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CONTENTS · BIBLIOGRAPHIC RECORD
C.N. Douglas, comp.  Forty Thousand Quotations: Prose and Poetical.  1917.
 
Absence
 
  Conspicuous by his absence.
Tacitus.    
  1
        Absence makes the heart grow fonder;
Isle of Beauty, fare thee well!
T. H. Bayley.    
  2
  Judicious absence is a weapon.
Charles Reade.    
  3
  Thinking of thee, still thee, till thought grew pain.
Moore.    
  4
  I dote on his very absence.
Shakespeare.    
  5
  Absence is all love’s crime.
Beaumont and Fletcher.    
  6
  It is absence that tries fidelity.
Mrs. J. Hunter.    
  7
  The absent feel and fear every ill.
Cervantes.    
  8
  Achilles absent, was Achilles still.
Homer.    
  9
  I believe absence is a great element of charm.
Beaconsfield.    
  10
  Short absence quickens love; long absence kills it.
Mirabeau.    
  11
                    In the hope to meet
Shortly again, and make our absence sweet.
Ben Jonson.    
  12
  Authors and lovers always suffer some infatuation, from which only absence can set them free.
Dr. Johnson.    
  13
  Where’er I roam, whatever realms to see, my heart, untravelled, fondly turns to thee.
Goldsmith.    
  14
        There’s little pleasure in the house
When our gudeman’s awa.
W. J. Mickle.    
  15
        Ever absent, ever near;
Still I see thee, still I hear;
Yet I cannot reach thee. dear!
Francis Kazinczy.    
  16
  ’Tis sweet to know there is an eye will mark our coming, and look brighter when we come.
Byron.    
  17
        Wives in their husbands’ absences grow subtler,
And daughters sometimes run off with the butler.
Byron.    
  18
        Thou art gone from my gaze like a beautiful dream,
And I seek thee in vain by the meadow and stream.
George Linley.    
  19
        The joys of meeting pay the pangs of absence,
Else who could bear it?
Rowe.    
  20
 
 
  As contraries are known by contraries, so is the delight of presence best known by the torments of absence.
Alcibiades.    
  21
        All days are nights to see till I see thee,
And nights bright days when dreams do show thee me.
Shakespeare.    
  22
        Condemned whole years in absence to deplore,
And image charms he must behold no more.
Pope.    
  23
  Your absence of mind we have borne, till your presence of body came to be called in question by it.
Charles Lamb.    
  24
        ’Tis said that absence conquers love;
  But oh! believe it not.
I’ve tried, alas! its power to prove,
  But thou art not forgot.
Frederick W. Thomas.    
  25
        Days of absence, sad and dreary;
  Clothed in sorrow’s dark array,—
Days of absence, I am weary;
  She I love is far away.
Rousseau.    
  26
        I have this while with leaden thoughts been press’d;
But I shall, in a more continuate time,
Strike off this score of absence.
Shakespeare.    
  27
        Oft in the tranquil hour of night
  When stars illume the sky,
I gaze upon each orb of light,
  And wish that thou wert by.
George Linley.    
  28
        Ye flowers that droop forsaken by the spring;
Ye birds that left by summer cease to sing;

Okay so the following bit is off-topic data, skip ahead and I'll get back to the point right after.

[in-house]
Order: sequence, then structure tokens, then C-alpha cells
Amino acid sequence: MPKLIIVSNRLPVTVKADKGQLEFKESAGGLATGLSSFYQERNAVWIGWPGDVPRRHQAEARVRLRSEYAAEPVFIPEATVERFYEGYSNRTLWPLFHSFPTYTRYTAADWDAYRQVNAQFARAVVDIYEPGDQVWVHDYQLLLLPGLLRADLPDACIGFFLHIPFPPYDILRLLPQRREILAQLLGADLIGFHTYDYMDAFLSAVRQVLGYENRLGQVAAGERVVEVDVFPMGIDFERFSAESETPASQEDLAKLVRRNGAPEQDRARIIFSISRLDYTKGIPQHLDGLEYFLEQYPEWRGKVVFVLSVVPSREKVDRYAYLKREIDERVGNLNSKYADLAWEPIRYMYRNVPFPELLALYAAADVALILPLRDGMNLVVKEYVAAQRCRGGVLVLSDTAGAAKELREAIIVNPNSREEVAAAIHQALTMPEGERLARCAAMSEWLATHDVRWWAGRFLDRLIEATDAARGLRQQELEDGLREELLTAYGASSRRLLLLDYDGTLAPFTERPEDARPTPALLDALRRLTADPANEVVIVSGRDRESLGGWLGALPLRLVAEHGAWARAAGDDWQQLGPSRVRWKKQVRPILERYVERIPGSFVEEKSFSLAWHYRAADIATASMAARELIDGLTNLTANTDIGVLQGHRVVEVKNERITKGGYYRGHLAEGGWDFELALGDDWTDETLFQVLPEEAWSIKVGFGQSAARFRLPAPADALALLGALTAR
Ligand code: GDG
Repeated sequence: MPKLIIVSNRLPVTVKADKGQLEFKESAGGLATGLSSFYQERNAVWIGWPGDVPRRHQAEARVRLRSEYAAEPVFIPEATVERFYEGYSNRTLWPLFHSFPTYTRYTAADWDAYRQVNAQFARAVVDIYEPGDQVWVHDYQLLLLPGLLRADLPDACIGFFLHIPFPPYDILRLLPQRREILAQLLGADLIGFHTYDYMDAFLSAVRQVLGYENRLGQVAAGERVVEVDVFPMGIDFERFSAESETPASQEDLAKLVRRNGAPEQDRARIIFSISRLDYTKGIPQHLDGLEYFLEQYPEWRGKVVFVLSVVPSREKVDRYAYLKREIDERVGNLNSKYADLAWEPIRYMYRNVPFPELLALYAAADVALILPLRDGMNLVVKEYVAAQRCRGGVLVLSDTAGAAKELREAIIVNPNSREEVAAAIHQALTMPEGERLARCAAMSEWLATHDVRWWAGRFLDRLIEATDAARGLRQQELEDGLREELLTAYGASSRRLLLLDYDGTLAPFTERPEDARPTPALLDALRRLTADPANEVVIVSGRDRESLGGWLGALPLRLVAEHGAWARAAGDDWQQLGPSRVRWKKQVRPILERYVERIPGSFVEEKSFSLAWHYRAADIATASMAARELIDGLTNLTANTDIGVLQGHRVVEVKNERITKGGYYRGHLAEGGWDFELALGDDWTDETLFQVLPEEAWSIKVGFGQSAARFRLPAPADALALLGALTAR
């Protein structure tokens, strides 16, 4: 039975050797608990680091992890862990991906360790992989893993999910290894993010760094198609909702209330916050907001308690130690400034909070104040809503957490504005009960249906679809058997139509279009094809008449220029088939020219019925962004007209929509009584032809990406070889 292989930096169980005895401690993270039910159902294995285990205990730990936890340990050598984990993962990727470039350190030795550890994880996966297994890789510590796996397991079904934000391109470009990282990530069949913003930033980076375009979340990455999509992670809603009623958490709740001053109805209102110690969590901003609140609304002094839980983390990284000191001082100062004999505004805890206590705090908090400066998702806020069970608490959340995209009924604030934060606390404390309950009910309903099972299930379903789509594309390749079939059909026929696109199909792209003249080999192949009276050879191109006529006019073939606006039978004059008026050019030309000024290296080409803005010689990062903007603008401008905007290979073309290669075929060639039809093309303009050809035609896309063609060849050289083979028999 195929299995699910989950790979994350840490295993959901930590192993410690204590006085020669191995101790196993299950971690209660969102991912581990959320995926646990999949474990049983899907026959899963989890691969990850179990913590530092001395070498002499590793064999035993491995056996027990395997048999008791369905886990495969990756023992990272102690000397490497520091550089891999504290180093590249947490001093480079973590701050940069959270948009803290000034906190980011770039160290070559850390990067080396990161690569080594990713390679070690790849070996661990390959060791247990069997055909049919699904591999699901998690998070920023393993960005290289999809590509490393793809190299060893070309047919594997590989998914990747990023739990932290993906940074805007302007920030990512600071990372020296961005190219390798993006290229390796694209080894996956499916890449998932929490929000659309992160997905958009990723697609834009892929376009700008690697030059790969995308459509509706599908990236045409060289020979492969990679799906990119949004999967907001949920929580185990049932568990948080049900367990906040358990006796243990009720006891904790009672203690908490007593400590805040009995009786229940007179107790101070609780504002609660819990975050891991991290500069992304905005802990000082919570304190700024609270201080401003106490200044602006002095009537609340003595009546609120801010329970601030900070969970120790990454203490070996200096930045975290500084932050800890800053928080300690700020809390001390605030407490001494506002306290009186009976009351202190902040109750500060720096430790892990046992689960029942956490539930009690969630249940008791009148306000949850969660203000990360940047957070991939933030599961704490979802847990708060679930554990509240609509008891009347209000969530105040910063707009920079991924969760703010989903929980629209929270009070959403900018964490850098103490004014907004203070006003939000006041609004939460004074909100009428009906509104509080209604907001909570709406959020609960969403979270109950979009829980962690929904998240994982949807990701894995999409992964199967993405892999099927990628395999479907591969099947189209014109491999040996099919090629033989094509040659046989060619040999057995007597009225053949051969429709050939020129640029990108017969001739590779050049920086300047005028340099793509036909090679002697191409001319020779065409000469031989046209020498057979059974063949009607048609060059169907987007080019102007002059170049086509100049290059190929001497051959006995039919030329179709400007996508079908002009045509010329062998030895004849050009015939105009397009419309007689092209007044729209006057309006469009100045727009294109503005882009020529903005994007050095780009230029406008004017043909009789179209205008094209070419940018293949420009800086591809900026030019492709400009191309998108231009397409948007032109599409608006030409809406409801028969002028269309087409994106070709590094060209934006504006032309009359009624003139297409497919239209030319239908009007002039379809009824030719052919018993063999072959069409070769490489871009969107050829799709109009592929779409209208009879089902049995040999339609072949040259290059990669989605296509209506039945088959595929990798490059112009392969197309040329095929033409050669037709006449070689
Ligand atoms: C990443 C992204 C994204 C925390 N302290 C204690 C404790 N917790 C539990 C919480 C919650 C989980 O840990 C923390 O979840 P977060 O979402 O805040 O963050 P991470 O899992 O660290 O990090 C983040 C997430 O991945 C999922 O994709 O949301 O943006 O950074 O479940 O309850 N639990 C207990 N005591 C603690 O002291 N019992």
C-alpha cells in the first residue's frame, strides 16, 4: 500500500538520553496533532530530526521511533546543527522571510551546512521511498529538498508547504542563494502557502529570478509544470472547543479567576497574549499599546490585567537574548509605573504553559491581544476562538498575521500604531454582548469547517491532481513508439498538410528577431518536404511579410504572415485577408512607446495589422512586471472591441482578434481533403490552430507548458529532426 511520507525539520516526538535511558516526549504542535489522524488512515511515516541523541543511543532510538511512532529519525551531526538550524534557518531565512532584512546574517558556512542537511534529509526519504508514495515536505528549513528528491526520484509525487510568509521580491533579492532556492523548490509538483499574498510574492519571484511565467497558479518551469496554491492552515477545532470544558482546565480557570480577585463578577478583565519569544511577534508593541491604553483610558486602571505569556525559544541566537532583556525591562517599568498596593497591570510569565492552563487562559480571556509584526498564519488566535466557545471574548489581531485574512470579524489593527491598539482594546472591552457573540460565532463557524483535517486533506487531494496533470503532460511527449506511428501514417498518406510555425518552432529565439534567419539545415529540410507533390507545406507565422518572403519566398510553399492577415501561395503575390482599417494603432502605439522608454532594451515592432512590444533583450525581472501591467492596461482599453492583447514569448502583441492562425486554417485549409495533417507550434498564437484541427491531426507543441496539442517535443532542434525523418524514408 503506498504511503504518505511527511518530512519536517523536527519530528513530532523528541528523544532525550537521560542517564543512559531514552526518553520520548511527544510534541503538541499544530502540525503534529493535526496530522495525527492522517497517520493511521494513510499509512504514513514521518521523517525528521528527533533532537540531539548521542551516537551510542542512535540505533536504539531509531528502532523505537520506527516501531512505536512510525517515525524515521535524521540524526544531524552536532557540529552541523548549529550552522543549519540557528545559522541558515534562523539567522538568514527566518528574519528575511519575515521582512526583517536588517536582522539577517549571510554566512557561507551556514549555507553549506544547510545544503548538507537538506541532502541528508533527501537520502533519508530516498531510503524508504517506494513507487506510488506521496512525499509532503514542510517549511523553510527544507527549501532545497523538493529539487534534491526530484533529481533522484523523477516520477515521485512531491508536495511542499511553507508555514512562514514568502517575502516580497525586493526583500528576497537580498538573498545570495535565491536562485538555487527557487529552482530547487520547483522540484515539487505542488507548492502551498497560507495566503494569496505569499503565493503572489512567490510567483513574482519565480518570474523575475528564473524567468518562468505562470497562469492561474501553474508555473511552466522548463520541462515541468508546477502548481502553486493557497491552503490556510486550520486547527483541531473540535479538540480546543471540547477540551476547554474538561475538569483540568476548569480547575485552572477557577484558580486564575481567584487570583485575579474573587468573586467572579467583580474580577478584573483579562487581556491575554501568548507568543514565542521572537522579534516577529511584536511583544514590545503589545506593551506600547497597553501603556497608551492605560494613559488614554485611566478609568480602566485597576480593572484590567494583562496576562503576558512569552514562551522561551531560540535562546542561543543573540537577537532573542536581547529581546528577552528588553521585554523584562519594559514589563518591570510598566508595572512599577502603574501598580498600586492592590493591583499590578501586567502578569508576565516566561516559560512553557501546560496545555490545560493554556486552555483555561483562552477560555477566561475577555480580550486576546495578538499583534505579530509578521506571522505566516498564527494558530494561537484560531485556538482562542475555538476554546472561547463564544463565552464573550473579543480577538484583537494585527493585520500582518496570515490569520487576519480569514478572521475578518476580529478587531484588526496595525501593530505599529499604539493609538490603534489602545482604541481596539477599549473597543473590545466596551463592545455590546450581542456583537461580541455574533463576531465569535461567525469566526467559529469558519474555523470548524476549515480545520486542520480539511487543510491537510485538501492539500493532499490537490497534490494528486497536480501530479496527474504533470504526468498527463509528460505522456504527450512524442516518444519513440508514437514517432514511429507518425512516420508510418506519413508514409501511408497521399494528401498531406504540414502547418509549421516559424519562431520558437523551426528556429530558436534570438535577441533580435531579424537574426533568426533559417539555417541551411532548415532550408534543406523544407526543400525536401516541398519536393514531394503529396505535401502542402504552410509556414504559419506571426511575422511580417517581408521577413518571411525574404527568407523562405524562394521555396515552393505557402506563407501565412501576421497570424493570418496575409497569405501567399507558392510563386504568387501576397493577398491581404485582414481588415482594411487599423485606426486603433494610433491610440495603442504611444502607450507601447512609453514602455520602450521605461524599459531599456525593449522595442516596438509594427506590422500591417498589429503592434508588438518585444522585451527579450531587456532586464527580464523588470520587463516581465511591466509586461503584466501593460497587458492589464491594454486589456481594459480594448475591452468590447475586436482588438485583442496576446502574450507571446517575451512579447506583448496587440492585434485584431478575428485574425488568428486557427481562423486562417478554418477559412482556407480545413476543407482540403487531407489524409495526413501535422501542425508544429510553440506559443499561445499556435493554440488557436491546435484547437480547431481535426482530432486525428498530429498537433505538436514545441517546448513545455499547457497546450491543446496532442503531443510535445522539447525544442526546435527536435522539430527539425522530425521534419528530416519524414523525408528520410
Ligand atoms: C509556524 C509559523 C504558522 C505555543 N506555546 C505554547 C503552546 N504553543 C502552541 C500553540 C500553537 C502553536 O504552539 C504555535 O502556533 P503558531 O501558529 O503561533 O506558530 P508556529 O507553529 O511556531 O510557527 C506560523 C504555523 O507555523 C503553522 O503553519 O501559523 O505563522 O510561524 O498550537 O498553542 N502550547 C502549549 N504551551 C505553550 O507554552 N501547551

Yet trees that fade when autumn heats remove,
Say, is not absence death to those who love?
Pope.    
  29
        Where’er I roam, whatever realms to see,
My heart untravelled, fondly turns to thee;
Still to my brother turns, with ceaseless pain,
And drags at each remove a lengthening chain.
Goldsmith.    
  30
        How like a winter hath my absence been
  From thee, the pleasure of the fleeting year!
What freezings have I felt, what dark days seen!
  What old December’s bareness everywhere.
Shakespeare.    
  31
  Not to understand a treasure’s worth till time has stole away the slighted good, is cause of half the poverty we feel, and makes the world the wilderness it is.
Cowper.    
  32
        O thou who dost inhabit in my breast,
Leave not the mansion so long tenantless;
Lest growing ruinous the building fall,
And leave no memory of what it was.
Shakespeare.    
  33
        What shall I do with all the days and hours
  That must be counted ere I see thy face?
How shall I charm the interval that lowers
  Between this time and that sweet time of grace?
Frances Anne Kemble.    
  34
                In my Lucia’s absence
Life hangs upon me, and becomes a burden;
  I am ten times undone, while hope, and fear,
And grief, and rage and love rise up at once,
And with variety of pain distract me.
Addison.    
  35
        What I keep a week away? seven days and nights?
Eight score hours? and lovers’ absent hours,
More tedious than the dial eight score times?
O weary reckoning!
Shakespeare.    
  36
  Absence extinguishes small passions and increases great ones, as the wind will blow out a candle and blow in a fire.
La Rochefoucauld.    
  37
        With what a deep devotedness of woe
I wept thy absence—o’er and o’er again
Thinking of thee, still thee, till thought grew pain,
And memory, like a drop that, night and day,
Falls cold and ceaseless, wore my heart away!
Moore.    
  38
        Since you have waned from us,
  Fairest of women!
I am a darkened cage
  Songs cannot hymn in.
My songs have followed you,
  Like birds the summer;
Ah! bring them back to me,
  Swiftly, dear comer!
        Seraphim,
        Her to hymn,
        Might leave their portals;
        And at my feet learn
        The harping of mortals!
Francis Thompson.    
  39
 
 
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